The Washington state Department of Labor and Industries (L&I) has issued proposed rules to interpret RCW Chapter 49.76 – Domestic Violence Leave. All interested parties are invited to submit written comment to the department by May 25.
The final rules, which are slated to go into effect in July 2010, are a long-awaited opportunity to provide much-needed guidance to employers and employees alike regarding the undefined and less-than-clear provisions in the statute. Unfortunately, the proposed rules do little more than restate the statutory provisions.
Under the statute, which has been in effect since April 1, 2008, Washington employers of any size are required to provide what amounts to open-ended, unpaid leave to any employee who is either a victim of, or a relative of a victim of domestic violence, sexual assault or stalking. The leave may be used to obtain legal or law-enforcement assistance, medical treatment or counseling, or for safety planning or relocation. With few exceptions, employers arguably must maintain the employee’s health benefits for the duration of the leave, and are required to reinstate employees to the same or equivalent position upon their return.
In the statute, the duration of leave is addressed only by the statement that the leave must be “reasonable.” L&I’s proposed rule provides no additional guidance and simply recites that “the reasonableness of duration of leave must be determined on a case-by-case basis considering the reasons for taking leave.” Nowhere is consideration given to an employer’s potential hardship with regard to providing leave. As proposed, only the reason for the leave may be considered when determining reasonableness. Thus, a leave request for three months to relocate might be deemed reasonable for time needed to relocate, but expecting the employer to hold the job open for three months could be extremely burdensome, especially for an employer with only a small number of employees and limited resources. In our view, L&I should do more to appropriately define the “reasonableness” of a leave request, and include an “undue hardship” exception.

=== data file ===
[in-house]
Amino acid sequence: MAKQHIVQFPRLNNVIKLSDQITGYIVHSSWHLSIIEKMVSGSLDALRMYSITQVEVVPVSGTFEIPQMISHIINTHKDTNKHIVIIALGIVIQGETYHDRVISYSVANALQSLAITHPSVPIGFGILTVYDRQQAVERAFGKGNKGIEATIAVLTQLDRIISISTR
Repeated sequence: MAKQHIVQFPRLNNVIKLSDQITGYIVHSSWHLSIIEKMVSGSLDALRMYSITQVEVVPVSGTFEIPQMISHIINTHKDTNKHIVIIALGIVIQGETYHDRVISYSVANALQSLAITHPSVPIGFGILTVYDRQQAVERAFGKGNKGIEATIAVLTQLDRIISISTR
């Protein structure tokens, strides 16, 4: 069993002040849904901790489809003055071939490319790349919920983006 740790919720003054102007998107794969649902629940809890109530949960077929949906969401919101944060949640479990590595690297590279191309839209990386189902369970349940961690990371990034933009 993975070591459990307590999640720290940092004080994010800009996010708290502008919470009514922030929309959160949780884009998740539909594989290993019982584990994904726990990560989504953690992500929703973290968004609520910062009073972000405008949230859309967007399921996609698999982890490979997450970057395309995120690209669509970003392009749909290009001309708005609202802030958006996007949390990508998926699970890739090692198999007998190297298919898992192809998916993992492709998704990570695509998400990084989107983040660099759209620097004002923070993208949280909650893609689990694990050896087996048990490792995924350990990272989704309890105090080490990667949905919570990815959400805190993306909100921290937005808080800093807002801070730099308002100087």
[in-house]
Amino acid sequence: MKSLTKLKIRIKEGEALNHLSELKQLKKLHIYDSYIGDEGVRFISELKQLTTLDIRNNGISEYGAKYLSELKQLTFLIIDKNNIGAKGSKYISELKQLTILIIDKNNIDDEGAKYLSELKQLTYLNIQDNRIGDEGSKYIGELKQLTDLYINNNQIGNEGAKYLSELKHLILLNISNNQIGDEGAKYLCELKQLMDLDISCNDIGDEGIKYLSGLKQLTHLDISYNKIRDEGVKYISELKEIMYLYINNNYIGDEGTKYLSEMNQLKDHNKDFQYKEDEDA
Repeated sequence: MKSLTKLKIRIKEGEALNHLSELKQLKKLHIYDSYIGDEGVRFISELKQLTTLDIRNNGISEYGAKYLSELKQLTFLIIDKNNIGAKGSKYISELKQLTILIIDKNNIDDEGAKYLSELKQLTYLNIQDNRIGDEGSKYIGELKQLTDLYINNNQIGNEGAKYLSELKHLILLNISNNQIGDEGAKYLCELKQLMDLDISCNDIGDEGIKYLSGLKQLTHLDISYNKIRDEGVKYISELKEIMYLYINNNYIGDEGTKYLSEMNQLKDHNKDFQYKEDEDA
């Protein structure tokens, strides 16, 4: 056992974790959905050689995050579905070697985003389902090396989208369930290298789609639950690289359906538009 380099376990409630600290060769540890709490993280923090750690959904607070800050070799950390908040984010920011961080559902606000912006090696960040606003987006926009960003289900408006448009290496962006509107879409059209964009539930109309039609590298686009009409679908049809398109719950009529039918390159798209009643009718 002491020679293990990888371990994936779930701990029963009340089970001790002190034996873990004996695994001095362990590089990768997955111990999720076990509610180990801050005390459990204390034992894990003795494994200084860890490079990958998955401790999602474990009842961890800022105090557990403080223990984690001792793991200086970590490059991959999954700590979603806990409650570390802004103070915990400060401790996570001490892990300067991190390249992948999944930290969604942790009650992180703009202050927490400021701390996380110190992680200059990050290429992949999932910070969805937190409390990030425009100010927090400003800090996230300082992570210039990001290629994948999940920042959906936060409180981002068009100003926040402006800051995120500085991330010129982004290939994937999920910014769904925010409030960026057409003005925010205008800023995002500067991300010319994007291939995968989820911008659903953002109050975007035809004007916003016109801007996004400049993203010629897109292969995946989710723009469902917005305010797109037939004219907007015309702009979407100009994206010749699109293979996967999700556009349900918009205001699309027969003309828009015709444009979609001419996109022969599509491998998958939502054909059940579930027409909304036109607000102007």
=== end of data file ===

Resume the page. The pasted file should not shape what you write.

Other questions that should be addressed in the proposed rules include:
- Whether an employer is entitled to request reverification for leaves with open-ended duration;
- Whether an employer can request verification for each instance of absence for an intermittent leave or only once, upon the initial leave request;
- Whether there are any additional circumstances in which reinstatement is not required due to the nature of the position;
- Whether there are any exceptions for employers who employ multiple qualifying family members; and
- Whether, absent a contemporaneous Family and Medical Leave Act event that qualifies for domestic violence leave or a company practice of automatically paying group health insurance premiums during any paid leave, the Employee Retirement Income Security Act pre-empts any obligation on the part of the employer to continue to pay group health insurance premiums.
Washington employers and their associations that want to express their concerns on these and other issues related to domestic violence leave regulations should submit them to L&I by the May 25 deadline.
As noted above, the final rules should go into effect in July 2010. We will provide an update to this advisory if there are substantive differences between the proposed and final rules.